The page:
Book 91: Diadem 10: Book of Doom

Book of DoomDiadem #10: Book of Doom, by John Peel

Hopefully this won’t be the last Diadem book, as Peel while Peel answers some questions, he also asks a bunch of new ones. I was a little sad when I finished this book, because I know that my questions won’t be answered for a while. Peel’s website promises the next two in the series will be published together, hopefully in 2010.

When Oracle and Shanara betray Score, Helaine, and Pixel, the two are trying to prevent the trio from turning into the Three Who Rule. Score is sent to a world of killer plants. Helaine is trapped on Calomir, a prisoner of the Overmind computer. Pixel is a captive in his own mind, with his body possessed by his evil self, Nantor. Jenna shows her worth when she does all she can to rescue her new friends.

The strengths of each character shine, and I was flying through the pages to see what happened next. The history on Shanara shocked me, and while I saw some of it coming, I definitely didn’t see all the twists Peel had up his sleeve.


Book 89: Diadem 9: Book of Reality

Book of RealityDiadem #9: Book of Reality, by John Peel

It’s Pixel’s turn to return to his home planet of Calomir, a world where the citizens live in Virtual Reality. Pixel wants to introduce his girlfriend and fellow magic-user Jenna, to his parents.

Only…there’s one little problem with that. When the gang arrives on Calomir, they learn that Pixel’s parents are missing. When they start to search for the missing adults, the four are soon split up and in dire straits. Jenna and Pixel are captured by the Overmind, a computer virus that’s taken over the planet, and Score and Helaine are sent to the slave camps.

I really really enjoyed “Book of Reality.” The idea of the Overmind was pretty interesting, and a little scary too.

As is his usual, Peel ends this book on a cliffhanger, and wow! I rushed for the next book to see what would happen next, because I definitely didn’t see the plot twist coming.


Book 86: Diadem 8: Book of Oceans

Book of OceansDiadem #8: Book of Oceans, by John Peel

Score and Pixel are two boys trapped between feuding females, and they definitely need a break. With Oracle’s help, they convince Helaine and Jenna that it’s time to take a vacation, and the four set off for Brine. A planet made up of mostly oceans, Brine seems like the perfect world for a peaceful getaway…until their vacation is interrupted by pirates!

When Pixel and Jenna taken captive, Score must work with Helaine to rescue the other magic users. But Helaine isn’t a fan of Jenna, since Helaine was a noble and Jenna a peasant on their old homeworld. Peel uses the the girls to get young readers to think about social class prejudices. With an interesting mix of species, including living flames and human-shaped dolphins, “Book of Oceans” is another fun installment in the Diadem series, and one I rather enjoyed.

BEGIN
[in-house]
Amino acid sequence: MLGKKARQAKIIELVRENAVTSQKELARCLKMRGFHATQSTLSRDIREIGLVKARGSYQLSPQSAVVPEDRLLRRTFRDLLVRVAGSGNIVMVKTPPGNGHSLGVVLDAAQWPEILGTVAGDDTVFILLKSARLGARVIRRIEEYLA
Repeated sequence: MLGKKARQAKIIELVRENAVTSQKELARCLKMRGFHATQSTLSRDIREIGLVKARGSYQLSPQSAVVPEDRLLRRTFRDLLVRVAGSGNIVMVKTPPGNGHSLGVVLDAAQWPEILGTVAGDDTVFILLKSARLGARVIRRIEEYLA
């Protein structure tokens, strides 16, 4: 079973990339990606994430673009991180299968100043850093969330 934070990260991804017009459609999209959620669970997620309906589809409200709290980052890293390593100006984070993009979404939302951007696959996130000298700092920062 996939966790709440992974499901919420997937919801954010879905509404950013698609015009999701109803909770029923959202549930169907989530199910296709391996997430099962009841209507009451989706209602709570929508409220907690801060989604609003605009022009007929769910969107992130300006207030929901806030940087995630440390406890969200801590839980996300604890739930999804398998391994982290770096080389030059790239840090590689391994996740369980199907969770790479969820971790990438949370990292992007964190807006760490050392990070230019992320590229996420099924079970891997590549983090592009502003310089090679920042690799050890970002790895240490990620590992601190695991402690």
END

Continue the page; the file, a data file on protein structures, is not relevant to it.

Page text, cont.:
Finally, readers are clued into the method behind Oracle’s madness. Always popping up to send the friends into trouble, Oracle is actually trying to prevent the three from becoming the evil forms of themselves they defeated in previous Diadem books. The author adds to Oracle’s mystery, and I’m eager to learn more. I also liked Jenna more in this book, and didn’t begrudge Peel adding in another main character so far into the series.


Book 85: Diadem 7: Book of War

Book of WarDiadem #7: Book of War, by John Peel

In “Book of War,” it’s Helaine’s turn to return to her home planet of Ordin. After having escaped an arranged marriage on a Medieval Ages era world, Helaine Votrin suffered from the guilt of abandoning her family and her duty. Score and Pixel accompany her back home, and naturally the three pop into a dangerous situation: Votrin castle is under siege; war is imminent.

Feeling even guiltier now for leaving, Helaine is determined to do what she can to resolve the situation. She and Score set off on her secret plan, while Pixel attempts to solve a 500-year-old mystery.

For the first time in the Diadem series, Peel introduces a new main character, Jenna, a peasant hedge-witch. She is revealed to be another magician with powers matching that of Score, Helaine, and Pixel, and now the trio becomes a quartet.

For me, “Book of War” is one of the weaker books in the Diadem series. I didn’t particularly like the addition of a new main character, nor the more prominent romance, but after I read the next book in the series I understood why she was brought in. So if you’re like me and didn’t like Jenna at first, it gets better, so hang in there.


Book 84: Diadem 6: Book of Nightmares

Book of NightmaresDiadem #6: Book of Nightmares, by John Peel

Pixel’s been kidnapped by Destiny and taken to a planet where nightmares become real, a world where if you fall asleep you are lost forever. Score and Helaine, already tired from the attempt on Score’s life in “Book of Earth,” immediately rush to the planet to save Pixel…but they’re in for a constant fight between forces of the planet and their own tiredness.

On a world where bad dreams come true, each must face their own darkest nightmares. However, the key to surviving Zarathon also lies in their dreams, if they can figure out the various puzzles.

For many years, “Book of Nightmares” was the last available Diadem book, and is one of the few to not end on a cliffhanger. If you, and/or your kids love this series, fear not because now there are four new Diadem books for your reading pleasure. But, I have to admit, it is nice to finally see the trio get a rest at the end of this book.


Book 83: Diadem 5: Book of Earth